Amid this, a non-Bengali on the trip rather innocently questioned why the house was identified by those nicknames. The Bengalis in the room could only shake their heads as one began the process of explaining the custom of ' daak naam ' (pet names) to this fellow traveller.

Nilmani Mitra Puja

Started by businessman Durgacharan Mitra, the puja at Nilmani Mitra Bari is renowned for its ancient tradition of flying two neelkanth birds (Indian roller bird) after the immersion of Durga idol. While one bird was set off in the direction of Mount Kailash to inform Lord Shiva that his wife Goddess Durga was on the way home, the other bird went the opposite direction to herald her promise of returning the next year. This ritual, along with similar rituals in other Baris, was discontinued after the introduction of the Wildlife Preservation Act 1972.

Decked in glittering silver against a golden chalchitra, here too the goddess rides a creature with the face of a horse and the body of a lion. With all rituals followed meticulously, the goddess at this 200 (and more) years old puja is worshipped with aparajita flowers instead of the usual lotus flowers.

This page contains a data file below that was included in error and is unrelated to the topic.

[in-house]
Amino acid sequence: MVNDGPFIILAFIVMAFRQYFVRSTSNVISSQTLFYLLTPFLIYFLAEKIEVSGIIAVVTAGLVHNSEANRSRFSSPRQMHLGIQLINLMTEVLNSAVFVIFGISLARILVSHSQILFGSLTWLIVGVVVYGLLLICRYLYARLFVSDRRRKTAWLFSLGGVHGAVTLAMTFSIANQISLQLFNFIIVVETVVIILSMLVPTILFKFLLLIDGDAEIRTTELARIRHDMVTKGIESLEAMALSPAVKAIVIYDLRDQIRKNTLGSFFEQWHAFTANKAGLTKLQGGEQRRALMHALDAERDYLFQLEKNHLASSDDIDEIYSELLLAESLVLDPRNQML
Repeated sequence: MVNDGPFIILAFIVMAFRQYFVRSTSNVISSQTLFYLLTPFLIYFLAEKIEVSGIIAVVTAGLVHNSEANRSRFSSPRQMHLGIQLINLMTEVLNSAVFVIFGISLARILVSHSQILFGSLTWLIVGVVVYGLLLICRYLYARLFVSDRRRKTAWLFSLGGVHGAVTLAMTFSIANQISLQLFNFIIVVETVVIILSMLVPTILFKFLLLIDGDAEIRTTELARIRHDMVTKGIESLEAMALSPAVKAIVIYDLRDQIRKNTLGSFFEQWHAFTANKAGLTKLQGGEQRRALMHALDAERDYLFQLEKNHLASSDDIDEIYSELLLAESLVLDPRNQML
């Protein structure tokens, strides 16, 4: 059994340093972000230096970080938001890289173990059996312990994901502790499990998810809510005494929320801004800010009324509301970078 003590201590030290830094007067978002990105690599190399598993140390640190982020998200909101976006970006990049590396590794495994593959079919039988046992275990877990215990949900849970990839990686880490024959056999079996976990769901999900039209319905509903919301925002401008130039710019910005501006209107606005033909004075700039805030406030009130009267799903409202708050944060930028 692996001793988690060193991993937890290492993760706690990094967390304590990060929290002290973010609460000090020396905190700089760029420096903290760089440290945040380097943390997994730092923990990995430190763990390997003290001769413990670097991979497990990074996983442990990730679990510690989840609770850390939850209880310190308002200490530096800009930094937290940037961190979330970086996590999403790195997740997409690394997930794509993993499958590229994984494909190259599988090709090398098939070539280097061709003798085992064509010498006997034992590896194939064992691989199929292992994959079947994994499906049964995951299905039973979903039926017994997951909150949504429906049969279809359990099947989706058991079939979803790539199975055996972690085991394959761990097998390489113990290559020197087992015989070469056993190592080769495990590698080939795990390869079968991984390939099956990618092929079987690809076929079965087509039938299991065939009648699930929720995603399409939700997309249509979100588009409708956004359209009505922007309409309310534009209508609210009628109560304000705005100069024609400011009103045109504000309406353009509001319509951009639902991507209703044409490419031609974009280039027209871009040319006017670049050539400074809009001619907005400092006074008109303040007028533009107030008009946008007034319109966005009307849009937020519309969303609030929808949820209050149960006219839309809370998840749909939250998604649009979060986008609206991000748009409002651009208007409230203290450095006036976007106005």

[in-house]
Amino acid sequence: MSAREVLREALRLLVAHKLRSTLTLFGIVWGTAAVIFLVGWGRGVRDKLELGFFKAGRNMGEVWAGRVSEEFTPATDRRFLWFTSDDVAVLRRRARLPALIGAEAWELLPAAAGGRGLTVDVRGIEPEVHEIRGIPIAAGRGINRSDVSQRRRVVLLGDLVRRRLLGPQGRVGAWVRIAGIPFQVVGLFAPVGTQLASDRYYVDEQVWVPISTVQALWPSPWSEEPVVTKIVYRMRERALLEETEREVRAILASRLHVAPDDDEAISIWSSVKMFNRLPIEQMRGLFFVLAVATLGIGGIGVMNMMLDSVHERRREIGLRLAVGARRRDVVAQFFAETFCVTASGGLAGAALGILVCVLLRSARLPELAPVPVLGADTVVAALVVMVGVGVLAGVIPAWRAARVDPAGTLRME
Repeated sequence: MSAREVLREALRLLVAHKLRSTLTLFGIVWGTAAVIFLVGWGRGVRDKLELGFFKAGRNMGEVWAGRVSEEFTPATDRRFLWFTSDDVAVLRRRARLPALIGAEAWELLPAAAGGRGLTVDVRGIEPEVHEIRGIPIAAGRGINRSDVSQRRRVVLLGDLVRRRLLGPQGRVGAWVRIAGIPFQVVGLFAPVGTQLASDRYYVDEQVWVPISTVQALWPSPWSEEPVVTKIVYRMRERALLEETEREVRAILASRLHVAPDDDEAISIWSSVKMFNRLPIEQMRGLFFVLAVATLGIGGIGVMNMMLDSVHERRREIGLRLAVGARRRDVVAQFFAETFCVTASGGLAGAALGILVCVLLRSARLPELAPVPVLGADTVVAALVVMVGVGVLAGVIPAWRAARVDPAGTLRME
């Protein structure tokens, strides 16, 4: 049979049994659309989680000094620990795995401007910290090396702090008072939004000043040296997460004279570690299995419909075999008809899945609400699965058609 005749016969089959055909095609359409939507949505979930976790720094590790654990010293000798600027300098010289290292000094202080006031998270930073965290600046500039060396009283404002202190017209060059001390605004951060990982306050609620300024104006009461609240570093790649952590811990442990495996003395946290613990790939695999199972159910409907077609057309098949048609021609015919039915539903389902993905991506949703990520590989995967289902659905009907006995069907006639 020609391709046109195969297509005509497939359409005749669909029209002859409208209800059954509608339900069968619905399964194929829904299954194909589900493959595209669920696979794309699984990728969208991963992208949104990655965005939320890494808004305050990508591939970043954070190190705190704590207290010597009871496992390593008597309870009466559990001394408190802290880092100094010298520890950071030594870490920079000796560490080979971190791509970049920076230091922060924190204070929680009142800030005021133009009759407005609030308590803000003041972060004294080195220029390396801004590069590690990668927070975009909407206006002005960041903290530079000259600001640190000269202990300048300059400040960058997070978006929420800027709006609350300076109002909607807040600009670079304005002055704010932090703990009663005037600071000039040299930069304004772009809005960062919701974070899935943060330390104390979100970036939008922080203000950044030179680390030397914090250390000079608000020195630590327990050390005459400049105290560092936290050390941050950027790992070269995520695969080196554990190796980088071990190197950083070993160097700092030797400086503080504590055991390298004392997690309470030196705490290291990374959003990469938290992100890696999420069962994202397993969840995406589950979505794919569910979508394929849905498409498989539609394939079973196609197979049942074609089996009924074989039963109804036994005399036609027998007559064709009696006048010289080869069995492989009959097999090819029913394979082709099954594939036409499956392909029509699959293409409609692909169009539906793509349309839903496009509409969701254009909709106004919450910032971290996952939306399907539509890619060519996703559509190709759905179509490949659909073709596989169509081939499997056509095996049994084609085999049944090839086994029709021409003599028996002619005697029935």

Rani Rashmoni Bari Puja

I'd always been intrigued at the amount of admiration the name of Rani Rashmoni garnered among my parents. For me she had only been the person who established the famed Dakshineshwar Kali Temple of Kolkata. It is only recently as I watched a television serial about the life of this dynamic lady that I've come to be in awe of her. A dynamic individual, an 11-year-old Rashmoni was married off to a much older man. As she grew up in a joint household, she supported her husband's causes benefiting the society, much to the dismay of her in-laws. Following the death of her husband, it was Rashmoni who took charge of her husband's house and finances; under her guidance, the zamindari gained more power while she gained respect for defiance of the British Company... (to read more about this powerhouse and the other must-see pujas of Kolkata, head to 'From The Corner Table')